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    Show that the product of the first n even positive integers is 2n(n!). [Hint: you can do it in one line.]

    Please help! lol
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    (Original post by Higherdude)
    Show that the product of the first n even positive integers is 2n(n!). [Hint: you can do it in one line.]

    Please help! lol
     \displaystyle 1 \times 2 \times 3 \times 4 \times... \times n = n!

    thats your starting point
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    Couldnt you just do it by induction?
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    (Original post by DylanJ42)
     \displaystyle 1 \times 2 \times 3 \times 4 \times... \times n = n!

    thats your starting point
    I have done this, and I have also used 2x4x6x8...x2n

    But I don't know what to do after that...
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    (Original post by Higherdude)
    I have done this, and I have also used 2x4x6x8x2n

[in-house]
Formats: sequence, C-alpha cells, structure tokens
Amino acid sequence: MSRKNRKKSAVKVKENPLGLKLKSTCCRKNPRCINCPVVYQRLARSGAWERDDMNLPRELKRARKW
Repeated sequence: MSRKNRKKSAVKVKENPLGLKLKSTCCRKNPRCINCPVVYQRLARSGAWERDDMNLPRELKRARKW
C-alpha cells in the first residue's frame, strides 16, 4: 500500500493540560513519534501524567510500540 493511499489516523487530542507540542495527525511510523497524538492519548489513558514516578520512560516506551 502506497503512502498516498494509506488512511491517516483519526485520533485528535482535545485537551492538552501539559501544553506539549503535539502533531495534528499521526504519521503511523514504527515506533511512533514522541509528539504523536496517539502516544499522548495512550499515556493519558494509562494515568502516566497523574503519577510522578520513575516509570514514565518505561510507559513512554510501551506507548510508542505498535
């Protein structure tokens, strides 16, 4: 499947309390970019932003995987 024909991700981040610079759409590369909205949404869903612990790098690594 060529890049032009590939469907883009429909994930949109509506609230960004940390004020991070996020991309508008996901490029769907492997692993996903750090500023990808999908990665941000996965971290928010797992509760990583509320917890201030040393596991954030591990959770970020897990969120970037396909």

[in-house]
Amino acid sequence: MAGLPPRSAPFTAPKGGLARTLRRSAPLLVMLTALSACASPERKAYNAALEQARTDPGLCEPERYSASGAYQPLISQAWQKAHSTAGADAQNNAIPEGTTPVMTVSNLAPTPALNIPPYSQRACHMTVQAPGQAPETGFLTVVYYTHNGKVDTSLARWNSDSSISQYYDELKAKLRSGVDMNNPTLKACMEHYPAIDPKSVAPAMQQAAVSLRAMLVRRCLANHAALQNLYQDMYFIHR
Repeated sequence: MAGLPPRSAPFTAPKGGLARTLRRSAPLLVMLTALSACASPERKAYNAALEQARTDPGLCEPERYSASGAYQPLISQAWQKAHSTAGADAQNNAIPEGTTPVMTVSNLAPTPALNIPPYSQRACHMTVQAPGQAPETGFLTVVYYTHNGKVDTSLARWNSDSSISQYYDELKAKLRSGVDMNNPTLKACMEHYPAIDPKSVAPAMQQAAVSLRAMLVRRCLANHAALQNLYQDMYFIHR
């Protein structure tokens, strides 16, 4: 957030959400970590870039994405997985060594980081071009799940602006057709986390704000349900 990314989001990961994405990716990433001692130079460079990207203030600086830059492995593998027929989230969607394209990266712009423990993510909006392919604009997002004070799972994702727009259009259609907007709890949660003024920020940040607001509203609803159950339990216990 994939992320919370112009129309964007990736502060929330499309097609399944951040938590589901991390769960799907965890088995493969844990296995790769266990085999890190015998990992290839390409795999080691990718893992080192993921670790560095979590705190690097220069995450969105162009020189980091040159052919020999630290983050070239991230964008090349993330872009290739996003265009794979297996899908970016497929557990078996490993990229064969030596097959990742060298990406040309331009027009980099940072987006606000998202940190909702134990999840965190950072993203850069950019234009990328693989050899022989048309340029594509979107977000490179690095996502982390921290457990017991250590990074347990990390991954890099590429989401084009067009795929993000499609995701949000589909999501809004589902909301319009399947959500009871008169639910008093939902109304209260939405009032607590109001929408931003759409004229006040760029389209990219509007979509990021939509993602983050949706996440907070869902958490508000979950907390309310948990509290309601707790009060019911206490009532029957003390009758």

But I don't know what to do after that...
      \displaystyle 1 \times 2 \times 3 \times 4 \times... \times n = n!

     \displaystyle 2 \times 4 \times 6 \times 8 \times... \times 2n = \displaystyle 2(1) \times 2(2) \times 2(3) \times 2(4) \times... \times 2(n)

    now take all those 2s at the front of the brackets to the front and get

     \displaystyle 2^n \times  1 \times 2 \times 3 \times 4 \times... \times n =  \displaystyle 2^n(n!)
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    (Original post by an_atheist)
    Couldnt you just do it by induction?
    Lol a bit overkill. It trivially follows from the definition of factorial, as DylanJ42 showed.
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    (Original post by IrrationalRoot)
    Lol a bit overkill. It trivially follows from the definition of factorial, as DylanJ42 showed.
    But it is possible. If you cannot think of a place to start, then it is as valid a thing to try as any.
    Very lengthy though it may be.
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    It was actually meant to be 2^n
 
 
 
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